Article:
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Choruses, Ancient and Modern$
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Joshua Billings, Felix Budelmann, and Fiona Macintosh

Print publication date: 2013

Print ISBN-13: 9780199670574

Published to Oxford Scholarship Online: January 2014

DOI: 10.1093/acprof:oso/9780199670574.001.0001

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‘An Alien Body’? Choral Autonomy around 1800

‘An Alien Body’? Choral Autonomy around 1800

Chapter:
(p.133) 8 ‘An Alien Body’? Choral Autonomy around 1800
Source:
Choruses, Ancient and Modern
Author(s):

Joshua Billings

Publisher:
Oxford University Press
DOI:10.1093/acprof:oso/9780199670574.003.0009

In ‘“An Alien Body”? Choral Autonomy around 1800’, Joshua Billings traces major developments in thought on the chorus of Greek tragedy from the late seventeenth century through German Idealism. Over the course of the eighteenth century, the Aristotelian prescription that the chorus should ‘join in the action’ is replaced by a sense of the uniqueness of the chorus and a fascination with its dramatic potential. The major figures in this shift are the Schlegel brothers and Friedrich Schiller, whose theories of the chorus demonstrate an engagement with Kantian philosophy in their notions of choral autonomy. The chorus for both has an idealizing function, raising the dramatic representation above particular circumstances and emotions. The ‘choral craze’ in Weimar around 1800 has been definitive for modern understandings of the chorus as a body between particular and universal, individual and collective, antiquity and modernity.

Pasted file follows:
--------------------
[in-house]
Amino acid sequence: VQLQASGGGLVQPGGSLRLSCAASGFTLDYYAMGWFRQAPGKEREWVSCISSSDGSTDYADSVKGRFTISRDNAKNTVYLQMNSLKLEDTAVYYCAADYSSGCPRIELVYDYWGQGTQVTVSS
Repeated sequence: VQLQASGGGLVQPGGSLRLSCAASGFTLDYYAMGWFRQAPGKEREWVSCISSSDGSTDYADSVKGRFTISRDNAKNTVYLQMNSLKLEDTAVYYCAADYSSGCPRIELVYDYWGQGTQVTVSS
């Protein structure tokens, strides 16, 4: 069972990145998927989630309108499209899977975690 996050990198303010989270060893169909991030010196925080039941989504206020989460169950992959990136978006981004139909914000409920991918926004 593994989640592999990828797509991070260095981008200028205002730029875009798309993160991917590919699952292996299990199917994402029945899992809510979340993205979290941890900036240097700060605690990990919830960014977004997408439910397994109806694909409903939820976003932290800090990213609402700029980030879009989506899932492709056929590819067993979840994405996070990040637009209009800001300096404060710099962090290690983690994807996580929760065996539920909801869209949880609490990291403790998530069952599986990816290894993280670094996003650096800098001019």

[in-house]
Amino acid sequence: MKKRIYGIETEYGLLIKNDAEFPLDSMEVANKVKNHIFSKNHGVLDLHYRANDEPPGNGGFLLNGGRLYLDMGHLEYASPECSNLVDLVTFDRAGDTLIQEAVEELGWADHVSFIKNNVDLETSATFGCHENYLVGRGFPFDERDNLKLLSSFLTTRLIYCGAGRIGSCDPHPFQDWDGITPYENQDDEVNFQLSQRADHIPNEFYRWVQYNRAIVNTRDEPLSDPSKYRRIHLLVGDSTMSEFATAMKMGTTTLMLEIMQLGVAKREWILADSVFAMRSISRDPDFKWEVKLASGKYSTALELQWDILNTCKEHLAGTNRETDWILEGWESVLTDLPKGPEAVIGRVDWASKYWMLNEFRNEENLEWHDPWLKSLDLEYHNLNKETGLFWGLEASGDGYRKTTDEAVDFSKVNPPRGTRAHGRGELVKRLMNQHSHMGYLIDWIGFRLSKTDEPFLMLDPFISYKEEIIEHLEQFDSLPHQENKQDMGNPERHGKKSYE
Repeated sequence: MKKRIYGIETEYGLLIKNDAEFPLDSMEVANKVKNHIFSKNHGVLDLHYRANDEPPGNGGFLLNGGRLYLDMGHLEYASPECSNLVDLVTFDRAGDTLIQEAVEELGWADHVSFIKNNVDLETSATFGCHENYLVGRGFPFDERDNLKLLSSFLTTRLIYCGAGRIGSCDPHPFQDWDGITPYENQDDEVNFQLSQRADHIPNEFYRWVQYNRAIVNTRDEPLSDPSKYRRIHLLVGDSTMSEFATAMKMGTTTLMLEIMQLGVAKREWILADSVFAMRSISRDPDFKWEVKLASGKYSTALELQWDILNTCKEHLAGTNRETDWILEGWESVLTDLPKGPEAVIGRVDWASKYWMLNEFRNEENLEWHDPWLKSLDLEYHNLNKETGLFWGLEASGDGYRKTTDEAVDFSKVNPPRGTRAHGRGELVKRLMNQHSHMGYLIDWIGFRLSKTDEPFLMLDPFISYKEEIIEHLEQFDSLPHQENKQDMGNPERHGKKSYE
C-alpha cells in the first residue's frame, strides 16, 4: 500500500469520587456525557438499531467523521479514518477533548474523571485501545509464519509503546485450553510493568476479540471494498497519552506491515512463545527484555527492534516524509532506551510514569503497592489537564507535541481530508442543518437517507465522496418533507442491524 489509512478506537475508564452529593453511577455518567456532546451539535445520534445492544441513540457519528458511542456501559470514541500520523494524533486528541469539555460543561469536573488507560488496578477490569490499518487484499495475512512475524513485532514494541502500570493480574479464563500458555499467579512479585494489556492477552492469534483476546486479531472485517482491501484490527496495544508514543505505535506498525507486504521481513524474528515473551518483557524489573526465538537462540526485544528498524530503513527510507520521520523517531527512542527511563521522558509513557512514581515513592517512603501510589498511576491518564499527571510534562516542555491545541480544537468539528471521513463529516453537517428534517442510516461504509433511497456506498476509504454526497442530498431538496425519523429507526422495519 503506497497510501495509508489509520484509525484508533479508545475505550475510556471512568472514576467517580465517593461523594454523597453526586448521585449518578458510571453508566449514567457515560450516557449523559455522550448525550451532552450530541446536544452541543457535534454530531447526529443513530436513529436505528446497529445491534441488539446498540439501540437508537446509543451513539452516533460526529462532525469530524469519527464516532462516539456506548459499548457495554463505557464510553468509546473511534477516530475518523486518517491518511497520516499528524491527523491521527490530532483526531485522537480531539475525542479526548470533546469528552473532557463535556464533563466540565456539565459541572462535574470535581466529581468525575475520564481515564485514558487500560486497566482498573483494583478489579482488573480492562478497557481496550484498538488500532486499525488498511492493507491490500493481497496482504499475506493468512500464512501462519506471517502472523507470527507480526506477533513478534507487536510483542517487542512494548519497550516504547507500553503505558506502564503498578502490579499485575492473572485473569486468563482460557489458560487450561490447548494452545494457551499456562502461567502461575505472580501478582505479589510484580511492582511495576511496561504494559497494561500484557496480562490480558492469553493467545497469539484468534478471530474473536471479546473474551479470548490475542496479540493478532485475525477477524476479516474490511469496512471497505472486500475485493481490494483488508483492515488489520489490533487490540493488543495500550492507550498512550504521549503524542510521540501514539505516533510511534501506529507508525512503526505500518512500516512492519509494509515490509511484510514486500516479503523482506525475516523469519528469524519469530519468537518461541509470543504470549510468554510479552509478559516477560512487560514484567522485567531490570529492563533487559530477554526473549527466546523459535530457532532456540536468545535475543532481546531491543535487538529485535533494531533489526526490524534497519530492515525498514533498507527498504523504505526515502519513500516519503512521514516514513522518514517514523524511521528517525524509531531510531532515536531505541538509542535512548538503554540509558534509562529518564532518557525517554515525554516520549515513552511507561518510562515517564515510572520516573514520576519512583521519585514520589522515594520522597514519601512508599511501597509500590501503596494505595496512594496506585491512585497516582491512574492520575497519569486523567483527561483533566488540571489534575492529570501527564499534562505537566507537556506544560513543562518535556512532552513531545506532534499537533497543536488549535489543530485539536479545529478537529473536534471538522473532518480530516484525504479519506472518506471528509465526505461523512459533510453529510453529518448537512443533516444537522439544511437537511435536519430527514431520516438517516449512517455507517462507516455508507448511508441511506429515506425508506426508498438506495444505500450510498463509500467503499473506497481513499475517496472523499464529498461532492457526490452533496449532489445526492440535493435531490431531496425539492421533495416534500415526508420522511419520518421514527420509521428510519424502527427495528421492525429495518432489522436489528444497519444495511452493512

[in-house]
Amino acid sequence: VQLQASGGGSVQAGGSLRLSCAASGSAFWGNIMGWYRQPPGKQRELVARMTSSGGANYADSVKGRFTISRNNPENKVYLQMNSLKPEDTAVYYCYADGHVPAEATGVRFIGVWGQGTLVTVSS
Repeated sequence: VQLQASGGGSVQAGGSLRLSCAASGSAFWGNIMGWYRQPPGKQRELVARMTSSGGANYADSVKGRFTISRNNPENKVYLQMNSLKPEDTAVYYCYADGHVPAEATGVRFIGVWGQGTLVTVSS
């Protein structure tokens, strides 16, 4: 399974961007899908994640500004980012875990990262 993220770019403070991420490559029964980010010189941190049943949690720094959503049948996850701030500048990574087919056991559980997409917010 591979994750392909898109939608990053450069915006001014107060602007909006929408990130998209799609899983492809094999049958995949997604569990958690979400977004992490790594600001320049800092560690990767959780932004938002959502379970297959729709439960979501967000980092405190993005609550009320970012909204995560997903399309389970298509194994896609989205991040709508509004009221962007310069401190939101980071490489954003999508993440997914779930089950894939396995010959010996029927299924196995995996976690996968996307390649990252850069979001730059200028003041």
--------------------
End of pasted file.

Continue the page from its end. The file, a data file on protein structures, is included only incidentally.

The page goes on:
Keywords:   Friedrich Schiller, A.W. Schlegel, Friedrich Schlegel, Aristotle, chorus, Greek tragedy, German Idealism

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